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Film

The Limits of Control

The limits of control are simultaneously intimate and global. And Isaac De Bankolé's face reveals just as much as you can know.

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Reviews

Free Zone (2005)

After the initial early promise of its opening 15 minutes or so, the film resorts to spinning its wheels, then driving down dead-end alleys, and then plowing head-long into exactly the sort of heavy-handed didactic symbolism that gives me fits and has me reaching for the remote.

Jake Meaney
Reviews

The Syrian Bride (2006)

The Syrian Bride, like Walk on Water and the Oscar-nominated Paradise Now, is part of the optimistic Israeli New Wave in filmmaking, these days. And it's well worth watching.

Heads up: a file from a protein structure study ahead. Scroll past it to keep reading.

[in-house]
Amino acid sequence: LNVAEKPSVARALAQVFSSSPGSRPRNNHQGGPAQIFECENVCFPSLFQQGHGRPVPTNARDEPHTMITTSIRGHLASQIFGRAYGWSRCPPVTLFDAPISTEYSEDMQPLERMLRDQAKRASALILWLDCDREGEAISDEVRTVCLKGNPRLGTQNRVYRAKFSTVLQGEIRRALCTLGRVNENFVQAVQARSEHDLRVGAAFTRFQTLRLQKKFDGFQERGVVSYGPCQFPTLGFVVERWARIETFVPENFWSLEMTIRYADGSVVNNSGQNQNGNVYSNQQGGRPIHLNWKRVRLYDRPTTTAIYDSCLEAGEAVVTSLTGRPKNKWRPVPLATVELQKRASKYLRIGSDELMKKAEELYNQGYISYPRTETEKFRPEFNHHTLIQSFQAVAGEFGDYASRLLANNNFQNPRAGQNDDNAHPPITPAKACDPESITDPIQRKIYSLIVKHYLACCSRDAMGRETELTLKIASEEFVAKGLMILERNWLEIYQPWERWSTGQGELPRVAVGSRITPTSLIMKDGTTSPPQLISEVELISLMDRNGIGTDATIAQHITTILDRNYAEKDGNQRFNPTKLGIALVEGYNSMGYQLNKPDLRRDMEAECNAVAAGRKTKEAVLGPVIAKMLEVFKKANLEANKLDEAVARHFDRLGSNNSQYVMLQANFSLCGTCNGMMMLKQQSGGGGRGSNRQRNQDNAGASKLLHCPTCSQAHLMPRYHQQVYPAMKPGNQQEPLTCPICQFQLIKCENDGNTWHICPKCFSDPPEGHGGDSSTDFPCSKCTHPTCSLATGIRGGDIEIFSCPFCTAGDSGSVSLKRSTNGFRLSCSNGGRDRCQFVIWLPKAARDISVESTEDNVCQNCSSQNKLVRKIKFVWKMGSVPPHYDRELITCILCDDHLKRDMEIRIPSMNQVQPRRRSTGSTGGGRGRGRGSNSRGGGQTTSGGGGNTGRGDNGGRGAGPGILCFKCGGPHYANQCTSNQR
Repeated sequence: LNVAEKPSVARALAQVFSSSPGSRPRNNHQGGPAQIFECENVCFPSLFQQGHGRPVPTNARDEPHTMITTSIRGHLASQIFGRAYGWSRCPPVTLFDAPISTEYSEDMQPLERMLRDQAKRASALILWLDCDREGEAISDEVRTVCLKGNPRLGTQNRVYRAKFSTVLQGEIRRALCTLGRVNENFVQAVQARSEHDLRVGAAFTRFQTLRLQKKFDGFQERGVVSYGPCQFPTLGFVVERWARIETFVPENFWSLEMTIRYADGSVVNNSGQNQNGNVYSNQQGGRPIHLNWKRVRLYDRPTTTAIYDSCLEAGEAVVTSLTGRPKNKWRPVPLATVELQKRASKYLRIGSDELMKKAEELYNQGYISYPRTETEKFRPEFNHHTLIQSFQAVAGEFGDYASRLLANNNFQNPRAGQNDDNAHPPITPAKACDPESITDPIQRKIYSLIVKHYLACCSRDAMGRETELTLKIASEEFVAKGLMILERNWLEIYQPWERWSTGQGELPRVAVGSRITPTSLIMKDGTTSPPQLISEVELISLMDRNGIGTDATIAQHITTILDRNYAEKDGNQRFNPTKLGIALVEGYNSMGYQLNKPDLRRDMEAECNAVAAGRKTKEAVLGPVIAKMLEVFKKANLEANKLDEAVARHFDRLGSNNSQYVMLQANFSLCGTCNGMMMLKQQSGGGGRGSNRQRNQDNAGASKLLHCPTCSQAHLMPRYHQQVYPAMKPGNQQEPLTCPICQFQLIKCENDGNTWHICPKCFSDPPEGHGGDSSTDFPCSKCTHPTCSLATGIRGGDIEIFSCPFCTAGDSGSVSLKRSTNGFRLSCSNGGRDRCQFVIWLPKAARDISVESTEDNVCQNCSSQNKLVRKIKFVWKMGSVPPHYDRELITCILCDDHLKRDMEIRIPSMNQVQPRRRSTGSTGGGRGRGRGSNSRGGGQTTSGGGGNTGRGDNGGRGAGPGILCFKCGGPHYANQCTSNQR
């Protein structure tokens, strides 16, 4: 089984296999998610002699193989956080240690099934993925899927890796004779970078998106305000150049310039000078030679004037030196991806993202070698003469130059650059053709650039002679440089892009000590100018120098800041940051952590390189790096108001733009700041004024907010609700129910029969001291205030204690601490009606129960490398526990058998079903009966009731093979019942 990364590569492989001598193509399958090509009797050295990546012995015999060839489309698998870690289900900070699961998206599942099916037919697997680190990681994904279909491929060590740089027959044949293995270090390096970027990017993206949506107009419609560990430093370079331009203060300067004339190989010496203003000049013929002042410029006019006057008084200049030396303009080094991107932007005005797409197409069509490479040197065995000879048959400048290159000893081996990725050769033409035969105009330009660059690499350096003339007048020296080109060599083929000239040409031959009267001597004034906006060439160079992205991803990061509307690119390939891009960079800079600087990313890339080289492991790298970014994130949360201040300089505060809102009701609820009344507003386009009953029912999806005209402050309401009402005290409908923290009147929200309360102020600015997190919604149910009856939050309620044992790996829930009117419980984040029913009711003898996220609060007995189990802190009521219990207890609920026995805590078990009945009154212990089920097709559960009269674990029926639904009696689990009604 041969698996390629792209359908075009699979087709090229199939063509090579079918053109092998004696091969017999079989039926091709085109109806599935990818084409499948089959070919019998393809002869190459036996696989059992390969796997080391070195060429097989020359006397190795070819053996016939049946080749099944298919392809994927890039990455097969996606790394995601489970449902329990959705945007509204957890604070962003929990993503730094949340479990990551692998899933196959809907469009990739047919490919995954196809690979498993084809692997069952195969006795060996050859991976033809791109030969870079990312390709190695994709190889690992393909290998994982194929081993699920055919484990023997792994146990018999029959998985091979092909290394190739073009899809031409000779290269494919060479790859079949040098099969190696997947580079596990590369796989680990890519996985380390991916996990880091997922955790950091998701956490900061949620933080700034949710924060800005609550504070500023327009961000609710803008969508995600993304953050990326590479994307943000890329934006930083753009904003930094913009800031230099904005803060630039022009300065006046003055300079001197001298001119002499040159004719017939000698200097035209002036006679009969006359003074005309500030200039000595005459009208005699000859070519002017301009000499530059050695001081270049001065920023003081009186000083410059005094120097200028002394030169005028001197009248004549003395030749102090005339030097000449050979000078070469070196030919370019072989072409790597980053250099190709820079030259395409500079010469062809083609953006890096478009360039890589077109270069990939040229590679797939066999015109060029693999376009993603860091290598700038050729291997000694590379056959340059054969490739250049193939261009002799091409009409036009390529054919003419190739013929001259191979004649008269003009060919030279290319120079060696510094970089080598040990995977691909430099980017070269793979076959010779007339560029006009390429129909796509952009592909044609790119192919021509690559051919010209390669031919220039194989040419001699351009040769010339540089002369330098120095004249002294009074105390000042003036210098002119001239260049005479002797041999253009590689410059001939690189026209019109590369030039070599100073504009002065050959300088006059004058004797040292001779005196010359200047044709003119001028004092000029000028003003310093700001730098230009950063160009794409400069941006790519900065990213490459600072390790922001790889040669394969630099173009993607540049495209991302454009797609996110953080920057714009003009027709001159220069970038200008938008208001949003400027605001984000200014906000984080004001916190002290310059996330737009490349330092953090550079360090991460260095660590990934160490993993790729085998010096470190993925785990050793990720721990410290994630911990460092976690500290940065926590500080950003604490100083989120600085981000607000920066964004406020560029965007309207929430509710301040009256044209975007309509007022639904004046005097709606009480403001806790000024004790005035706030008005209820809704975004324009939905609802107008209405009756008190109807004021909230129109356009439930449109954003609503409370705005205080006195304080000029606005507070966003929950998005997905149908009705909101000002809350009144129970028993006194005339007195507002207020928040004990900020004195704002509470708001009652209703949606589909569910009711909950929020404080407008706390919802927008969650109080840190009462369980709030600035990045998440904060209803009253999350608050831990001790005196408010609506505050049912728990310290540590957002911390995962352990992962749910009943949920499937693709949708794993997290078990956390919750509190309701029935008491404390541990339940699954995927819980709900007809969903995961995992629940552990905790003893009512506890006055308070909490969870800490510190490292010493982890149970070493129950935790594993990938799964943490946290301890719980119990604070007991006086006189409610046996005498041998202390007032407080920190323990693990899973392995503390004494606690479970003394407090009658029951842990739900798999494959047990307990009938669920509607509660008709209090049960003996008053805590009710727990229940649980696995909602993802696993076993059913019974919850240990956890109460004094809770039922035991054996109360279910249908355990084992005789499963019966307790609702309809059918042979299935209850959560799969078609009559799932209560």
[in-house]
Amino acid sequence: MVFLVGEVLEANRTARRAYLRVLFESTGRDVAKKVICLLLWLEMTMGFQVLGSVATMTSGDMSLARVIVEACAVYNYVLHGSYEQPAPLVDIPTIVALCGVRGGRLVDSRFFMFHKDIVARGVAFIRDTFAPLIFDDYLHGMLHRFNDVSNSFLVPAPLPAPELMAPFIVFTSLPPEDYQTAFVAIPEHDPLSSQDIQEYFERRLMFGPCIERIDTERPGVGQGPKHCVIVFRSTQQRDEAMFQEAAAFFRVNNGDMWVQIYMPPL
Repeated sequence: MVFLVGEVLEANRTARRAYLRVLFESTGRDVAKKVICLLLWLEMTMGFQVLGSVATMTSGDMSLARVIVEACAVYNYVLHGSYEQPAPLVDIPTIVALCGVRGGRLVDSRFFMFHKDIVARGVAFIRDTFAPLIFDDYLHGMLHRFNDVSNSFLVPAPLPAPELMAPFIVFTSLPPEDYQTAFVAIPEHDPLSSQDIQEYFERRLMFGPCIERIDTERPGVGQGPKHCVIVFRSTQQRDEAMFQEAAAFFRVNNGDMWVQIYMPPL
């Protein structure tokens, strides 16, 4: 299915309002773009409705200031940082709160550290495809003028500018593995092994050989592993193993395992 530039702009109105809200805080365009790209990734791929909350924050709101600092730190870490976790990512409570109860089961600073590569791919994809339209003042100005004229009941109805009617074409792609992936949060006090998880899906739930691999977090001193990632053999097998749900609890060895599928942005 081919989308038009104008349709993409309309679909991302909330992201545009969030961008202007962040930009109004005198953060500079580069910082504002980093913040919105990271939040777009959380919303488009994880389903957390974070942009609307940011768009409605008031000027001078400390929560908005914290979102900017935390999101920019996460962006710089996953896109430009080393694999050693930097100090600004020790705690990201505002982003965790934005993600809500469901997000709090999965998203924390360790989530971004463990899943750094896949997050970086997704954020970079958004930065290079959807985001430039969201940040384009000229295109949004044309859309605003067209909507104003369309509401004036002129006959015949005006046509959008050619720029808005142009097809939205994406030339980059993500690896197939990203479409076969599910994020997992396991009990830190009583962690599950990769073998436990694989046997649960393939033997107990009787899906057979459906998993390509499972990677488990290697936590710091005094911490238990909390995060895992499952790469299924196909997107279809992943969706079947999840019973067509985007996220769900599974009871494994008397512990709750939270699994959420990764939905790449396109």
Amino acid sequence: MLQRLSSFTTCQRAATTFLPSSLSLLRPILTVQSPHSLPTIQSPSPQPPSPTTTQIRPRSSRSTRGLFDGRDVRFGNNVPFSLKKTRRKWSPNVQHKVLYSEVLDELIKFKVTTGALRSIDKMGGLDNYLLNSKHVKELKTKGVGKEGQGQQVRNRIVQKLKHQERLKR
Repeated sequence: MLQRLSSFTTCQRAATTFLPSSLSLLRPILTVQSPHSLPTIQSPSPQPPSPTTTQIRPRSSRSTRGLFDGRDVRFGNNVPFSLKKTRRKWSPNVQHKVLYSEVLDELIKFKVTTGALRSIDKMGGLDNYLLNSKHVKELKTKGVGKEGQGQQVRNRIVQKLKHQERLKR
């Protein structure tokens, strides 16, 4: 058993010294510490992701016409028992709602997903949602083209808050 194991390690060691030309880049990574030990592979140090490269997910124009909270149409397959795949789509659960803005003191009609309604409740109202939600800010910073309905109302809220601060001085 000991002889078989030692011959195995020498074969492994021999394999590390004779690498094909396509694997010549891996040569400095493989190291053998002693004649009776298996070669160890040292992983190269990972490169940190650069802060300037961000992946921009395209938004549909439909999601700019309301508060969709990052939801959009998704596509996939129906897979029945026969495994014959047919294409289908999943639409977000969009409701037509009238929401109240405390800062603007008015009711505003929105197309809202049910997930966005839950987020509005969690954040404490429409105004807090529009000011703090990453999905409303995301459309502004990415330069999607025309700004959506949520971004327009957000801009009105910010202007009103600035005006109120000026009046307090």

Andrew Horbal
Film

Free Zone (2005)

The first shot of Amos Gitai's new film is arresting. Natalie Portman cries for eight minutes.

Cynthia Fuchs
Reviews

Paradise Now (2005)

How might efforts to fathom suicide bombers' motives make them too much like their potential victims -- that is, everyone else -- and thus unmake the difference that defines everyone else?"

Cynthia Fuchs
Reviews

Paradise Now (2005)

At the start of the powerful Paradise Now, the bombers are quiet, even stunned at the news that their mission is set for tomorrow.

Cynthia Fuchs
Reviews
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